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Resources | Hysteria roll call (archive)

Computer Economics, Inc.
Duty status: reassigned to Hysteria Reserves
Summary: The media loves this company because it issued wild guesstimates about the cost of viruses. They sometimes guessed at worldwide damages to an absurdly precise ▒$10 million. Computer Economics, Inc. achieved fame in the media for attaching a variable "$x.7 billion" value to the ILoveYou virus. They wowed the press in 2001 with Code Red damage guesstimates. Then the firm calculated absurdly precise guesstimates of how much damage didn't occur during a computer virus attack.
Russ Cooper
Duty status: reassigned to Hysteria Reserves
Summary: this self-described "surgeon general of the Internet" is known in media circles as moderator of the NTBUGTRAQ discussion forum. TruSecure later hired him as their "surgeon general" (his actual corporate title). Cooper was quoted widely when he authoritatively predicted the Code Red worm would cause "the meltdown of the Internet." His prediction tanked, so he amended it by saying "the Internet is melting slowly." But then Code Red II came along -- and Cooper felt confident enough to re-predict "the meltdown of the Internet." That prediction tanked, too. He now exhibits the classic symptoms of cognitive dissonance when he discusses his Code Red predictions. The surgeon general of the Internet has used NTBUGTRAQ as a bully pulpit for non-computer security issues such as Red Cross blood drives and how to deal with grief after a major tragedy. (Cooper has been known to forcefully unsubscribe people who believe NTBUGTRAQ should stick to its computer security charter.)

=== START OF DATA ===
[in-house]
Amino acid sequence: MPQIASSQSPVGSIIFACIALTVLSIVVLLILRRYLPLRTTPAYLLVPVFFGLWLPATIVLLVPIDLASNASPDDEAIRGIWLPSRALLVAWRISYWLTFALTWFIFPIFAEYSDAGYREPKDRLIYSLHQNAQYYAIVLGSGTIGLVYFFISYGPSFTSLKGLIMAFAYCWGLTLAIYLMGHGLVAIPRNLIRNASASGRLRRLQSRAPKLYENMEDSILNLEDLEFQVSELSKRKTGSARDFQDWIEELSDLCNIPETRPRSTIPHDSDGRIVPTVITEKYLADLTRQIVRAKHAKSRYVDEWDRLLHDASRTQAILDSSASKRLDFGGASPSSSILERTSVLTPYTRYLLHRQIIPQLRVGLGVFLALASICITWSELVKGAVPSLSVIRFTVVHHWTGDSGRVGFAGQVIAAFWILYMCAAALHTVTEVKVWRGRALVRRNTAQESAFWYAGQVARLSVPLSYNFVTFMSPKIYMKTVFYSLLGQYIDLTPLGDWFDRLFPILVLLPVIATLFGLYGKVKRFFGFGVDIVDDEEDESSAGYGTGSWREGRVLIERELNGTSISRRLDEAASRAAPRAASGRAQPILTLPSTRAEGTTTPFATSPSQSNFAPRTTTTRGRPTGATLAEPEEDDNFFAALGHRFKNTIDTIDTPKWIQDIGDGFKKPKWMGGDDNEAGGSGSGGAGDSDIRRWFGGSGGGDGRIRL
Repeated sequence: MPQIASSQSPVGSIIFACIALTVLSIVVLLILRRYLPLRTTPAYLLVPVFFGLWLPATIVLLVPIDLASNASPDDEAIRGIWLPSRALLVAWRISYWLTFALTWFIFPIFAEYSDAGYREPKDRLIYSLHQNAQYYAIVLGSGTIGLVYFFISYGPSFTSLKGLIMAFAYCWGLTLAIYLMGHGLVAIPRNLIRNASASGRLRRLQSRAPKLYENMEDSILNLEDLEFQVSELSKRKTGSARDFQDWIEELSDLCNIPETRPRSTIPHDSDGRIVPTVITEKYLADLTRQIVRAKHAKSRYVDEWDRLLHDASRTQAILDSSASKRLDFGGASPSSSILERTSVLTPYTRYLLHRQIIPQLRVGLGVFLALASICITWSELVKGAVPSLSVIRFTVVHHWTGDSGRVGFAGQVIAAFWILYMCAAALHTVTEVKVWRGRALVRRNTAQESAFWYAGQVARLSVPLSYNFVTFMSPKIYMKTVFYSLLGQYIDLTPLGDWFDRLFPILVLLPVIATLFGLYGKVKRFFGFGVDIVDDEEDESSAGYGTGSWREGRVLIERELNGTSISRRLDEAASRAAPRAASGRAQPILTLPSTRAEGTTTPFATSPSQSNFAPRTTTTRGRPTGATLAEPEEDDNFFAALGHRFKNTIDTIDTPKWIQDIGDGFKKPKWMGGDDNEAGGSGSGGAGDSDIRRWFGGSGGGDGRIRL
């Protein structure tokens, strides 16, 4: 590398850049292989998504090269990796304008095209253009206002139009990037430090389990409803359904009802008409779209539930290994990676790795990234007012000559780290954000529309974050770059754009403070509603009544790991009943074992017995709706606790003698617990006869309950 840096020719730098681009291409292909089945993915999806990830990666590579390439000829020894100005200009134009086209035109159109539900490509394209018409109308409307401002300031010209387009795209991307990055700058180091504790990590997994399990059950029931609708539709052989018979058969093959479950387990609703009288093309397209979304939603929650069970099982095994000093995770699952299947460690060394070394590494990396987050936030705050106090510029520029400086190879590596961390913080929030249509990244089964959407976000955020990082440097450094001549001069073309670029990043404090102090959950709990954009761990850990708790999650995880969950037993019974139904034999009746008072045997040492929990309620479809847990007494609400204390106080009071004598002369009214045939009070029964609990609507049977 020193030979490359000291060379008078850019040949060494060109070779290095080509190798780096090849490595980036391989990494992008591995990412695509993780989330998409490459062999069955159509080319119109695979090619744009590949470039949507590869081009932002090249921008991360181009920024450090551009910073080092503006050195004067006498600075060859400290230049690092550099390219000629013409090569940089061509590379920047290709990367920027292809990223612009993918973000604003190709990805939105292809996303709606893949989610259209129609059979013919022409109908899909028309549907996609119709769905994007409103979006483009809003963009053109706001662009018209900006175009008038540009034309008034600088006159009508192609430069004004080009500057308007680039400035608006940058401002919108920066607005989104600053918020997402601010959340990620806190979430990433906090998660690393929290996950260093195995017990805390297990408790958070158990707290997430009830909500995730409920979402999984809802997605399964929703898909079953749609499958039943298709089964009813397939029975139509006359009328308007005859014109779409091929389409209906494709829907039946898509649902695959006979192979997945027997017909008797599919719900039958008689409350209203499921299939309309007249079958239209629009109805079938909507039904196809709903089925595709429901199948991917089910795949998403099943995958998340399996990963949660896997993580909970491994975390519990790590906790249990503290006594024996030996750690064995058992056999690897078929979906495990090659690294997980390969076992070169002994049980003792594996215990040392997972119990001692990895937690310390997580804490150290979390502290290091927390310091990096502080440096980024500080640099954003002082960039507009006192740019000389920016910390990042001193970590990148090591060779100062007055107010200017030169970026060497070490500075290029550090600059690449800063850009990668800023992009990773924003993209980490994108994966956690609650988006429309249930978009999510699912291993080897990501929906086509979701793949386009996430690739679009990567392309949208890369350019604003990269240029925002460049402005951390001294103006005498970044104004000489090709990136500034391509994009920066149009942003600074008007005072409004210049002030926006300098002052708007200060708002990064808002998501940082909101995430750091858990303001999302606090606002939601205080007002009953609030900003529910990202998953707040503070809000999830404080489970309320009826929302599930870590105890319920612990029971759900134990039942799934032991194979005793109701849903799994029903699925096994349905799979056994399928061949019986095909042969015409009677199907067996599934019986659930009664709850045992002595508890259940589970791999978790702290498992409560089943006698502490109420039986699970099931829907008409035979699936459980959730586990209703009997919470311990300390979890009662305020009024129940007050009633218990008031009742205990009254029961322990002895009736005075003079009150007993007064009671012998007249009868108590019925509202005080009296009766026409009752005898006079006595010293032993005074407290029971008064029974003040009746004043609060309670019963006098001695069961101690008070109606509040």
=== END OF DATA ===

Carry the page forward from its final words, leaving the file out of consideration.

FutureVision Group, Inc.
Duty status: AWOL (but you'll find them here)
Summary: this bizarre firm grabbed a spotlight in 1998 with 'Blitzkrieg' -- the first omnipotent quantum computer virus capable of resolving Heisenberg's uncertainty principle. The software came with a team of heavily armed ex-Marines (we're not making this up) who could inject the virus by force into any physically isolated computer anywhere on the planet. FutureVision Group went MIA and was presumed dead by the end of 1998. They quietly resurfaced in another state in 1999 and tried to sell Blitzkrieg to the U.S. military as a Y2K virus cure-all. FutureVision Group re-opened their website in 2000 and began promoting their computer virus as an omnipotent security product. The firm tried to profit from the 9/11/01 terrorist attack, but they went AWOL after Vmyths published another exposÚ. They never substantiated their bizarre claims & guarantees; no known objective evidence supports Blitzkrieg's existence. FutureVision Group occasionally threatens to file lawsuits & police complaints against their detractors (including Vmyths).
DHS National Infrastructure Protection Center
Duty status: reassigned to Hysteria Reserves